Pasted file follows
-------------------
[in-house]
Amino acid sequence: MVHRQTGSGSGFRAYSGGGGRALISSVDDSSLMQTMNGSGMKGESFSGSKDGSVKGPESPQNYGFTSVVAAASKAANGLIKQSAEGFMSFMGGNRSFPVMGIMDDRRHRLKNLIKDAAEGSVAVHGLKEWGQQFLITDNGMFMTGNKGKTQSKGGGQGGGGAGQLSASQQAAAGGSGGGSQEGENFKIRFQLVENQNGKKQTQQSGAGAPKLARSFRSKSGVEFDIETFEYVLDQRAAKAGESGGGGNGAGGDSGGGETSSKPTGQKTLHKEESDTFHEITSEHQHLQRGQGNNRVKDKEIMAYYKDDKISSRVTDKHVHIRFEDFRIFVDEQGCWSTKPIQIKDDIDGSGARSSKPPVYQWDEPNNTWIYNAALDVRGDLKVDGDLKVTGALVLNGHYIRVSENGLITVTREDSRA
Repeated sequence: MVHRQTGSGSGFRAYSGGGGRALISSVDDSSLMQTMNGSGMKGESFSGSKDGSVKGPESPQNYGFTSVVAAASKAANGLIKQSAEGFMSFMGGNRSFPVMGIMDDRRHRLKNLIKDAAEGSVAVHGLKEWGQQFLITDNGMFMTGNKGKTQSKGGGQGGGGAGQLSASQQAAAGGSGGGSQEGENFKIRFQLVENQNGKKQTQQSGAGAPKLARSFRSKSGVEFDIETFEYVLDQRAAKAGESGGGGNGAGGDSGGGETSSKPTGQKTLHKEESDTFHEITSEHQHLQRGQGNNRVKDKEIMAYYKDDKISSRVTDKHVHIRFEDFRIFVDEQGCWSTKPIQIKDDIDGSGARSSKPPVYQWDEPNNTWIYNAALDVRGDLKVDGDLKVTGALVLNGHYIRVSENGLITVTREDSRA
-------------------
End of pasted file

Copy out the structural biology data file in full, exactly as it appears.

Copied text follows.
[in-house]
Amino acid sequence: MVHRQTGSGSGFRAYSGGGGRALISSVDDSSLMQTMNGSGMKGESFSGSKDGSVKGPESPQNYGFTSVVAAASKAANGLIKQSAEGFMSFMGGNRSFPVMGIMDDRRHRLKNLIKDAAEGSVAVHGLKEWGQQFLITDNGMFMTGNKGKTQSKGGGQGGGGAGQLSASQQAAAGGSGGGSQEGENFKIRFQLVENQNGKKQTQQSGAGAPKLARSFRSKSGVEFDIETFEYVLDQRAAKAGESGGGGNGAGGDSGGGETSSKPTGQKTLHKEESDTFHEITSEHQHLQRGQGNNRVKDKEIMAYYKDDKISSRVTDKHVHIRFEDFRIFVDEQGCWSTKPIQIKDDIDGSGARSSKPPVYQWDEPNNTWIYNAALDVRGDLKVDGDLKVTGALVLNGHYIRVSENGLITVTREDSRA
Repeated sequence: MVHRQTGSGSGFRAYSGGGGRALISSVDDSSLMQTMNGSGMKGESFSGSKDGSVKGPESPQNYGFTSVVAAASKAANGLIKQSAEGFMSFMGGNRSFPVMGIMDDRRHRLKNLIKDAAEGSVAVHGLKEWGQQFLITDNGMFMTGNKGKTQSKGGGQGGGGAGQLSASQQAAAGGSGGGSQEGENFKIRFQLVENQNGKKQTQQSGAGAPKLARSFRSKSGVEFDIETFEYVLDQRAAKAGESGGGGNGAGGDSGGGETSSKPTGQKTLHKEESDTFHEITSEHQHLQRGQGNNRVKDKEIMAYYKDDKISSRVTDKHVHIRFEDFRIFVDEQGCWSTKPIQIKDDIDGSGARSSKPPVYQWDEPNNTWIYNAALDVRGDLKVDGDLKVTGALVLNGHYIRVSENGLITVTREDSRA